Alps SKBL/SKBM series
|This article requires additional photographic illustration — missing variants|
|Switch type||Tactile; clicky; linear|
|Sense method||Metal leaf|
|Bounce time||5 ms|
|Total travel||3.5 mm|
|Keycap mount||Alps mount|
|Switch mount||Plate mount|
Alps SKBL/SKBM series (latterly Forward SKBL/SKBM series following rebranding), commonly known as simplified Alps due to its reduced part count over Alps SKCL/SKCM series, is a series of switches which appear to have been manufactured since its inception by Forward Electronics in Taiwan.
Forward's SKBL and SKBM series are commonly known as "Fuhua" and "Fukka" switches. "Fuhua" comes from the mistaken use of the company's Chinese name (福華電子股份有限公司 – Fuhua Electronic Co. Ltd.) instead of their English language name of Forward Electronics. This in turn got corrupted to "Fukka", a term that has seen consistent use to this day.
SKBL and SKBM are the official series names as once found on the Forward Electronics website.
According to Forward Electronics, SKBL/SKBM series was introduced in 1991. However, the earliest discovered examples of keyboards using these switches are from 1995, in particular the Forward Electronics FDA-102D. Forward Electronics specifications SKBL-E01 and SKBM-E01 both appear to be from 1995, which fits in with the earliest sightings of the switches.
Alps Electric ended their 30-year joint venture with Forward Electronics in March 2000; from this point onwards, until the product series was discontinued in early 2012, there was no relationship with Alps.
Around the time that the Matias Tactile Pro 2.0 was introduced, the "ALPS" branding disappeared from the switches; Edgar Matias has reported that Forward Electronics lost their licence to use the Alps branding, requiring switch retooling.[Citation needed] What is known is that the switches were rebranded: the new-style Alps logo was removed from the top, and the old oval logo on the bottom was replaced by the letters "F D". The design drawings were amended to match.
Matias Corporation was responsible for continued production of SKBL/SKBM switches, by taking a gamble on the million-switch order required to keep the factory alive; this was required to maintain production of the switches used in the original Tactile Pro.[Citation needed] However, production was finally terminated in early 2012. The final batches of the Tactile Pro 3 had to use their new Matias switch, as stocks of SKBM switches ran out prematurely. The Matias switch is a clone of the SKBL/SKBM series.
SKBL/SKBM series switches have significantly less mould numbering compared to SKCL/SKCM. The encircled characters are not present; the only characters appear to be mould cavity identification. The numbering consists of a single alphanumeric character in each of the north-west and north-east positions. This numbering pattern appears to be unique amongst Alps switches and clones, and is a useful guide when examining a switch with no branding, which could be early complicated or late simplified.
Simplified Alps switches share the same exterior design as complicated Alps, but the logo and mould numbering differ, making recognition fairly straightforward. Although there are several differences between simplified Alps switches and archetypal complicated Alps switches, there are also numerous variations of complicated white Alps, and the redesigned mould numbering is the only difference that appears to be specific to simplified Alps.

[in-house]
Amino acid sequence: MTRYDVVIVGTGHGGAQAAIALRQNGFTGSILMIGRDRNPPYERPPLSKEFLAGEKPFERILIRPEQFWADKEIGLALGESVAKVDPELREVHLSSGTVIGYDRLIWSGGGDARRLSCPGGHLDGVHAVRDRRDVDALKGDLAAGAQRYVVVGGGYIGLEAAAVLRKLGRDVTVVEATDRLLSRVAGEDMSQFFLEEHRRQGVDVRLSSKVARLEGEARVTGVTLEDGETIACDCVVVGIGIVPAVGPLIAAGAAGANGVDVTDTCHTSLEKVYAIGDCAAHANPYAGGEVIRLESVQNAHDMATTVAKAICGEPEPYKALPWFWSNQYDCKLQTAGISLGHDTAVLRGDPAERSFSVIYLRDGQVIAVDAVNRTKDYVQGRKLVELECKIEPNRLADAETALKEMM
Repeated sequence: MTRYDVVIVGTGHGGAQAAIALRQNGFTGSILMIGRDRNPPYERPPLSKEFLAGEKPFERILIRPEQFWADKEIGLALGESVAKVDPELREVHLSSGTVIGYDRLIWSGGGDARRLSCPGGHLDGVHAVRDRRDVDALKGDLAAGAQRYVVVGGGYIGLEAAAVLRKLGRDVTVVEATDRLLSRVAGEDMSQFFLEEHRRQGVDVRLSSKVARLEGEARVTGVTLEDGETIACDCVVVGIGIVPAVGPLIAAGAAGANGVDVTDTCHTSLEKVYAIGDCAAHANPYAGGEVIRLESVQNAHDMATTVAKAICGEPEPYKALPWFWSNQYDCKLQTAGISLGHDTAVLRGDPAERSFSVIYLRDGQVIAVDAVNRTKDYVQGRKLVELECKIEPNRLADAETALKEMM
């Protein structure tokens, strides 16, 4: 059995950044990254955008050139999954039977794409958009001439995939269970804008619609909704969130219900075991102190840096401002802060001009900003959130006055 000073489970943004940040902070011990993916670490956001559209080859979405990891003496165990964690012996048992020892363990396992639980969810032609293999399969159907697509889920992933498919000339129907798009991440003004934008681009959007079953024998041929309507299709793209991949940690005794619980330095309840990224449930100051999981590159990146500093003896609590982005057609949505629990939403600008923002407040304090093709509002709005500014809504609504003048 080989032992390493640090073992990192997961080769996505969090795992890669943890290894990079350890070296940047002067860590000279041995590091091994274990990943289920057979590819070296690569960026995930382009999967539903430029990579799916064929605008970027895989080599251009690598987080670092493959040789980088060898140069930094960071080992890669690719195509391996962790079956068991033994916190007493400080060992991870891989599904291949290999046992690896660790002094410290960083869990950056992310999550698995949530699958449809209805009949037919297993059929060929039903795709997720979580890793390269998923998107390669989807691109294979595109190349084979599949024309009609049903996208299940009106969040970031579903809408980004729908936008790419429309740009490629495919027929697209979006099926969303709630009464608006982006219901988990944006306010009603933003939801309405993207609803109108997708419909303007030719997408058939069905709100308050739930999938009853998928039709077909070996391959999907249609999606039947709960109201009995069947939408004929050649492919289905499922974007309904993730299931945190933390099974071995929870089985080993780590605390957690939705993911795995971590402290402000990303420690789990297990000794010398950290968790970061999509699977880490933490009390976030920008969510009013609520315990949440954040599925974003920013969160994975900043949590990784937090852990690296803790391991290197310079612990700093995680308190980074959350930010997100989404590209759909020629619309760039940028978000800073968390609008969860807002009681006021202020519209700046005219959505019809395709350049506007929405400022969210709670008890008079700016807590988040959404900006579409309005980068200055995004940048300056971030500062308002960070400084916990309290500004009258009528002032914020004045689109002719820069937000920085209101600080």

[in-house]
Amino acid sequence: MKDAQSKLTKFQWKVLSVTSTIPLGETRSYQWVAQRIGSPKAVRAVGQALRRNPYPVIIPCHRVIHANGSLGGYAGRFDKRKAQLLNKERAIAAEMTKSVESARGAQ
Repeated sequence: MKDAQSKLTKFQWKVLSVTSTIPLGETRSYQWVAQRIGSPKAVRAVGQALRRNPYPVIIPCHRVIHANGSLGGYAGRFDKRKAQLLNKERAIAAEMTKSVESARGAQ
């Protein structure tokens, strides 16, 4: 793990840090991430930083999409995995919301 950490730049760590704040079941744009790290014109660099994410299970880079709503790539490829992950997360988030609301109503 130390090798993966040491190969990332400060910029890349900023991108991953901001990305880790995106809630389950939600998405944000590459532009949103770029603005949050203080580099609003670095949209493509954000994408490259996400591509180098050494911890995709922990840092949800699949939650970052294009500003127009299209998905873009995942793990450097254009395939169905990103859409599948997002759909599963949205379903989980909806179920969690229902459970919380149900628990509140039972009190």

It has a reputation for being loud.
The springs in the keyboard could reverberate and cause noise when any key is pressed to the bottom hard enough. That sound has been called "ping" or "the chorus of springs".
The official list of models is as follows, taken from the Forward Electronics website in 2004 and 2008, with the colours taken from the design drawings:
|Model||Type||Operating force||Official colour|
Lifetime is given as 10 million cycles, and bounce time as 5 ms maximum. The switches are rated for DC 12 V 100 mA maximum. Contact resistance is 1 Ω maximum initially, and 5 Ω maximum at end of life.
The schematic for SKBLFE shows no position for an LED, and Forward SKBL Black indeed has no LED slot. However, a small monochrome photograph on the Forward Electronics website in 2004 showed a linear switch with integrated LED. No mention is ever made of this discrepancy, and no LED switch has been sighted; Matias keyboards used Xiang Min KSB-N switches for the illuminated keys instead.
Actual discovered switches do not appear to correspond fully with the published specifications. In particular, the use of colour seems to be arbitrary, with clicky switches being found in white, black and grey, and black switches in clicky, tactile and linear forms. Inspection of "F D"–branded white and grey switches shows no difference of any kind except for the slider colour. The existence of both colour sliders in both Alps and Forward branding remains a mystery.
"Alps" below refers to Alps-branded switches, and "Forward" to Forward-branded switches.
| Alps SKBM White
Forward SKBM White
|Clicky||Typical weight is 65 gf[Citation needed]||…—2012|
| Alps SKBM Grey
Forward SKBM Grey
|Clicky||Measured at 60–65 gf[Citation needed]|
|Alps SKBM Black||Tactile|
|Alps SKBM Black Click||Clicky|
|Forward SKBL Black||Linear|
Comparison with Alps SKCL Green, top
- Forward Electronics specification SKBL-E01 (1995) with revised SKBLFE000A drawing showing FD logo
- Forward Electronics specification SKBM-E01 (1995) with revised SKBMFA000A drawing showing FD logo
- SKBLFE drawing (1999; linear with yellow slider and no LED recess)
- SKBMFA drawing (2002; clicky with white slider)
- Forward Electronics — KEY SWITCH (Wayback Machine, 2004-02-25)
- Forward Electronics — SKBL (Wayback Machine, 2008-06-25)
- Correspondence with Forward Electronics, 2017-10-12
- Alps Electric — History Retrieved 2015-07-20.